Around the fringes of every crowd, there is always a group who doesn’t understand what you say or mean. The reactions to the Archbishop of Canterbury’s speech about civil and religious law show that the fringe of misapprehension has just got a whole lot bigger.
St Matthew tells us that when Jesus finished addressing the crowds with his Sermon on the Mount they:
were astounded at his teaching, for he taught them as one having authority, and not as their scribes. Matthew 7.28-29
Monty Python, in that most theological of films, The Life of Brian, tell us that things, at least on the fringes of the crowd, might not have been quite so straight forward.
GREGORY: Could you be quiet, please?
JESUS: They shall have the earth…
GREGORY: What was that?
JESUS: …for their possession. How blest are those…
MR. CHEEKY: I don’t know. I was too busy talking to Big Nose.
JESUS: …who hunger and thirst to see…
MAN 1: I think it was ‘Blessed are the cheesemakers.’
JESUS: …right prevail.
MRS. GREGORY: Huh! What’s so special about the cheesemakers?
GREGORY: Well, obviously, this is not meant to be taken literally. It refers to any manufacturers of dairy products.
MR. CHEEKY: See? If you hadn’t been going on, we’d have heard that, Big Nose.
This ‘misapprehension at the fringes’ is something that Rowan Williams himself identified in an interview with the editor of the Guardian two years ago:
I think, believe it or not, there are some times where I can speak clearly and unambiguously or even have done. I suppose one of the things I find is that I’m most at ease speaking with a particular audience, a concrete audience, and less at ease when there’s a vague sense that anyone and everyone is listening and, therefore, I’m not quite sure what’s getting through or how, or what the response is.1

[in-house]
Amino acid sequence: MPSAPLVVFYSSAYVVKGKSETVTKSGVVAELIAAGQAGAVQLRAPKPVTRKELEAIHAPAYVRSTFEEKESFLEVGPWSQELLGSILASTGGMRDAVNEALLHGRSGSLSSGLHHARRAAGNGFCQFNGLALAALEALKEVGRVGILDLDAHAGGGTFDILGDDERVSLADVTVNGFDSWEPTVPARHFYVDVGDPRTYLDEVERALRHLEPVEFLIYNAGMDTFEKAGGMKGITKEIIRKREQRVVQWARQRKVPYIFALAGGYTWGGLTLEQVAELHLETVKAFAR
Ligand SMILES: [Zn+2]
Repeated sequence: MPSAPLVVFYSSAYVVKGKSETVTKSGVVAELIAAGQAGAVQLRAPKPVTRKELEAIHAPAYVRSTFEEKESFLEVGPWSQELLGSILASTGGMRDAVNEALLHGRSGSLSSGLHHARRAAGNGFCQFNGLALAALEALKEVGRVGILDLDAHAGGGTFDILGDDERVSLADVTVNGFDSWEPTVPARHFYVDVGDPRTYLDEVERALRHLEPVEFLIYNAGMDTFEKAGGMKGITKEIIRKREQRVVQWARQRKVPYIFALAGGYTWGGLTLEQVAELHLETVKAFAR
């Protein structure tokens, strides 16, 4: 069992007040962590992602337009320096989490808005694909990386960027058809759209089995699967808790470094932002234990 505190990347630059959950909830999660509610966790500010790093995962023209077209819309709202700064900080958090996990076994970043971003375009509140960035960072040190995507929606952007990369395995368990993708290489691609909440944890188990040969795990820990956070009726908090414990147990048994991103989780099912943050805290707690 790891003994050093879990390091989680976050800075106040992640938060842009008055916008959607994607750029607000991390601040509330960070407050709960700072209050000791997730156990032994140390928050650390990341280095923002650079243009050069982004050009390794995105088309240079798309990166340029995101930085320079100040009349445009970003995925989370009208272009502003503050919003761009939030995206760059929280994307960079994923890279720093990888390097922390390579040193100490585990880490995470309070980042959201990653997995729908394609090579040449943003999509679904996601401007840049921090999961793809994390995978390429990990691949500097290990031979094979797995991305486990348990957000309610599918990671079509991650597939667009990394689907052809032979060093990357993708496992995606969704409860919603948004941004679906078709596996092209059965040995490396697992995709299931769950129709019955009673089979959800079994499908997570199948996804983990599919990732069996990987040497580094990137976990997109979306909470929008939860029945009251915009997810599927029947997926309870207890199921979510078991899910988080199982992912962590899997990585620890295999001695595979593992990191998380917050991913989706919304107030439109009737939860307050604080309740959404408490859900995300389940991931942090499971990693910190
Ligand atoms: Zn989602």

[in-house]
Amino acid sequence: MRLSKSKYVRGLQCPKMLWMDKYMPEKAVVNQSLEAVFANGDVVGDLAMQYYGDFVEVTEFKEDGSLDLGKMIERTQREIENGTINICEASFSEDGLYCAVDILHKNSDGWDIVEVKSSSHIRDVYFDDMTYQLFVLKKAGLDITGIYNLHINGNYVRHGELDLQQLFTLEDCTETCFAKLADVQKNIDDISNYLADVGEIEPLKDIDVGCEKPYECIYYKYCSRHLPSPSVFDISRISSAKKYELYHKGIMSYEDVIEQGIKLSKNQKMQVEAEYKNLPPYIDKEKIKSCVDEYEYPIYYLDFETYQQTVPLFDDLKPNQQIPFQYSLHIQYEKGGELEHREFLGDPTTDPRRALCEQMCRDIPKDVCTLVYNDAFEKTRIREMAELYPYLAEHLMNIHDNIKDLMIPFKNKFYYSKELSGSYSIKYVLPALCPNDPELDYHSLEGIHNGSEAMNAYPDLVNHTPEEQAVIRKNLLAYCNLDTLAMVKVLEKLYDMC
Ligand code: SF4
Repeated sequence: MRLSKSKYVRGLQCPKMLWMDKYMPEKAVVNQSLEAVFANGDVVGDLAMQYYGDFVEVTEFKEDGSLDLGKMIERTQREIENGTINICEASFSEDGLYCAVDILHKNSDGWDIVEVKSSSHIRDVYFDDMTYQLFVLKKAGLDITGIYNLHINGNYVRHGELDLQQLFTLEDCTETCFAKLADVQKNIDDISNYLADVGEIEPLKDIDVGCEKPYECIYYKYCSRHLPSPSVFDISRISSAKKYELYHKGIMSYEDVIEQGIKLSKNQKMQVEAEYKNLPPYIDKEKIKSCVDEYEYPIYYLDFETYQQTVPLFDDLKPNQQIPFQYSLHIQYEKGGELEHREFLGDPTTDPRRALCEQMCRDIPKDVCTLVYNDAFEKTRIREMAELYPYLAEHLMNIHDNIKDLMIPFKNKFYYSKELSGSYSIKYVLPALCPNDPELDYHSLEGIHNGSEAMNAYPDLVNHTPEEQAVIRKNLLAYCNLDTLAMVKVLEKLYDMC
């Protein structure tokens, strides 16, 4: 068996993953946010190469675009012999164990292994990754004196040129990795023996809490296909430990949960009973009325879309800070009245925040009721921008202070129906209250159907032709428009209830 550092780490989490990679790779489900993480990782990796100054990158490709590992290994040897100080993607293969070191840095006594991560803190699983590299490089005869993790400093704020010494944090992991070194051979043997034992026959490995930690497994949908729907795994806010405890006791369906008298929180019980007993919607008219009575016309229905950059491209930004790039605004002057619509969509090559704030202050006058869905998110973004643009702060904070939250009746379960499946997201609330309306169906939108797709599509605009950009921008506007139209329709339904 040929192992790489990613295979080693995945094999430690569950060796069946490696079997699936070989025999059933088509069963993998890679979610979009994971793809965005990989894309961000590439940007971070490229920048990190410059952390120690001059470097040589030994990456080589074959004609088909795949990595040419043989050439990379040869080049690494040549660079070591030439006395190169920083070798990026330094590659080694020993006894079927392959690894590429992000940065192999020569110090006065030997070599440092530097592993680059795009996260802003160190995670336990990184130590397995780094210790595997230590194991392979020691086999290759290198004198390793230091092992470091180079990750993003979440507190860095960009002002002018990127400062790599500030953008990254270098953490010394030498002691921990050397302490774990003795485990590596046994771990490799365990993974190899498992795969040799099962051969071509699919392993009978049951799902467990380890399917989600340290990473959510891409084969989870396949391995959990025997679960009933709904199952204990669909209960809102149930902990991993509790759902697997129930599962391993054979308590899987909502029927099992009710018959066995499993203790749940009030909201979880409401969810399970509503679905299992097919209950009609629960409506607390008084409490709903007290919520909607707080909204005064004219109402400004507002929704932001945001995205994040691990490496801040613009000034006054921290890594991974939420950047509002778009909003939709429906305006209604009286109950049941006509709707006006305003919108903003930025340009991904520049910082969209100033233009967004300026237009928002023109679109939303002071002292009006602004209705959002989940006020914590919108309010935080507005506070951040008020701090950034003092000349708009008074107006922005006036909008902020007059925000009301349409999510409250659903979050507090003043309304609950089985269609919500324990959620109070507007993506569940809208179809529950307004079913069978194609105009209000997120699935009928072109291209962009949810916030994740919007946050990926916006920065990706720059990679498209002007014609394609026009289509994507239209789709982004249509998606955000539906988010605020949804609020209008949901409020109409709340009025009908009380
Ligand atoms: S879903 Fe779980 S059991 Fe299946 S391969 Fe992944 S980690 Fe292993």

It’s a problem faced by anyone who wants to talk about God or religion in our culture. It used to be that the “fringe of misapprehension” for God-talk was very small, rather like the circumference line of a circle: the vast majority of people would understand what was meant by “God” or “redemption” or “witness” or “sacrifice”. Now the fringe of misapprehension has grown, and the circle looks more like an archer’s target; a very small bulls-eye in which your words and your ideas will be understood, surrounded by much a wider circle of incomprehension and indifference. In other words, most of what you say will be misunderstood by most of those who hear it.
So what to do? One option is to retreat, to speak only to the every-decreasing circle of your “base”; realise that the world will not understand language of “redemption”, or “salvation”, or “service”, and content yourself with being in the world but not of the world. There are plenty of church communities who think like this, and who grow increasingly distant from those whom Christ came to save.
An alternative is to refuse to play the game of the world, the game where it is the secular world that gets to make the rules, to define terms, to say what a word can and cannot mean, and which ideas are permissible. This is the alternative courageously chosen by Rowan Williams, and stuck to in the face of vituperation. He refused to play what Giles Fraser has called the “shoaling mentality” game, in which nothing that does not conform to the basest vox pop is allowed, and we define ourselves and our society by our hatred of those who are different, who are foreign, who are “other”.
The usual expression is this: if you don’t play the game, you don’t get to make the rules. Rowan Williams has shown us that this particular game needs new rules.